Having a compelling and graphically astute explainer video is a golden ticket in today’s marketing world; it would be a shame if that video were not spotlighted on your own website!
The minimalist approach centers on basic color themes and negative space, an approach that will aid in highlighting what is essential to & for your business. A minimalist web design is almost bound to attract larger crowds to your website and will encourage more people to watch your video as well.
Remember to keep the approaching natural, however, because great design should never be noticed as design. It should flow as if it were a part of nature itself.
3. Autoplay: If they’re playing, you should be playing too
Yes, that button you would press on YouTube videos so that you wouldn’t have to keep getting up to change the song is now a common feature across various platforms.
Since February of last year, Facebook (hence Instagram) has begun auto-playing videos on your news feed.
This means that videos will start playing while a user is mindlessly scrolling through their feed – who knows what they will stop and look at? As a company, this means that they are ensuring your explainer videos feature on websites like Facebook (that enable the autoplay feature) is imperative.
It wouldn’t hurt to have the explainer video on your company’s website autoplay as well; if the customer is already on your website then it’s safe to say that you’ve already grabbed their interest.
4. Social Media & Showcasing: It’s all about the likes & hype
Your explainer video can also serve as a great tool while your company is on the rise. Whether you are representing the company at an expo, a trade show, or presenting a sales pitch to clients, an explainer video can be used as an icebreaker or an eyeball grabber.
A minimalistic approach is one aspect, but simply placing an explainer video at the top of your website is not enough. Be sure to provide links to your explainer video to different social media platforms like LinkedIn, Twitter, YouTube, & Facebook. The video will garner more views as it gains more traction.
5. Narration: Find your local Morgan Freeman
Even if your company’s explainer video comprises of drop-dead stellar animations and graphic design, you will most likely have something you want to be said to the viewer as the video plays.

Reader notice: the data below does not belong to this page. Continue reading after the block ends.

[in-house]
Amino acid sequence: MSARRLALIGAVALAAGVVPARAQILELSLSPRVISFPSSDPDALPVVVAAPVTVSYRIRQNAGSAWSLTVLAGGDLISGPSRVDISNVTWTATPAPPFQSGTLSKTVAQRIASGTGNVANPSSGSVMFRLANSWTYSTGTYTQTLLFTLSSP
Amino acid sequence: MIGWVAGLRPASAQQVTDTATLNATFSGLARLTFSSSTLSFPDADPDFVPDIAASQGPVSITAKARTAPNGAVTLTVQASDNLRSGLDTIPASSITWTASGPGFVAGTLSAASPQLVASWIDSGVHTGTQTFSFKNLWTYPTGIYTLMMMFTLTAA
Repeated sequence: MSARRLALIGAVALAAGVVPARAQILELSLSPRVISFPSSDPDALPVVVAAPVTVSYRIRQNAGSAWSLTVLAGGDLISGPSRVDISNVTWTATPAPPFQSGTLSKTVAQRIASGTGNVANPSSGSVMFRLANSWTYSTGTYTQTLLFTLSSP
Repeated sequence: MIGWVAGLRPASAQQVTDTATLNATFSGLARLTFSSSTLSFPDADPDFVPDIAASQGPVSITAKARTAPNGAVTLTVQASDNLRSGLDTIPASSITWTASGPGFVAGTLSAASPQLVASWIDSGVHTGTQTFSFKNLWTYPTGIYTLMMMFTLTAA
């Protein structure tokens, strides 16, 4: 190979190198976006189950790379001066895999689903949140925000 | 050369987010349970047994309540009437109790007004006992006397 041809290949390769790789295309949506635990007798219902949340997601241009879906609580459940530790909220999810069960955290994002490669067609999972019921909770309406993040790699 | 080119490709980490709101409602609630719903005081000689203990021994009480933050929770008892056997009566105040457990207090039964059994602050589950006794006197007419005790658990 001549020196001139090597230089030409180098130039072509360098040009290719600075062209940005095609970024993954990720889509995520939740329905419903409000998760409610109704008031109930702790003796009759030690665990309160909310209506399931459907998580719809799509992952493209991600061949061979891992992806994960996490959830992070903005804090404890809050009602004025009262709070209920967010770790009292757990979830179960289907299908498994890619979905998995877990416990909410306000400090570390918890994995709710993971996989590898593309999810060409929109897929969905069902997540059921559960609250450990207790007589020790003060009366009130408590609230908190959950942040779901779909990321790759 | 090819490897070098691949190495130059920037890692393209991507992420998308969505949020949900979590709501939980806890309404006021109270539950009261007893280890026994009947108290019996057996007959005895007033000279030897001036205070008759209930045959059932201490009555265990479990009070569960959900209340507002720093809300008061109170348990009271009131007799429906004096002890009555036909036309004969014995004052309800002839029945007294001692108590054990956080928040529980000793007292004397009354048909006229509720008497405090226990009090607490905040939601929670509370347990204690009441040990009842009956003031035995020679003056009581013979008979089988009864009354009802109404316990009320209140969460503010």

Though we have established that explainer videos are the result of a growing need for visual representation, a good narrator still holds the power to make or break your entire operation. Make sure you select a narrator with a voice you wouldn’t mind listening to all day because the slightest auditory turn-off or mispronunciation could do more harm than good.
Though attention spans are small in today’s day & age, they are still supremely critical. The narrator’s delivery should be eloquent, captivating, and clear.
6. Email/Newsletter: There is potential in the old-school
A company on the come-up will probably be doing everything it can to acquire clientele and conversion. One method that is still utilized (albeit not effectively) is by sending out mass e-mails and newsletters to people across the world.
Adding the term ‘video’ in the subject line has been proven to boost the chances of your e-mail being opened. Once these people open your e-mail and view the video, there is a fair chance they will continue to do further research and end up on your website.
If you can figure out how to make the best of the e-mail game, it will bolster your clientele with a whole new dimension of customers. Otherwise, your e-mail or newsletter is likely to be discarded along with thousands of others as junk or spam.
If you haven’t got onto making an explainer video for your company yet than you should right after you’re done reading this. If you do have a video that doesn’t seem to be working, perhaps it just requires some tweaking. Check the time, check the narration, check the graphics – the onus is on you to ensure that the video is smooth because more and more companies are investing in competing through explainers.
Remember, having an extraordinary video is not enough – you must guarantee that the video holds center stage on your website and is surrounded by all the right social media markers that will aid its traction.
What marketing strategies have you tried out to monetize your explainer video?
Let us know in the comments below.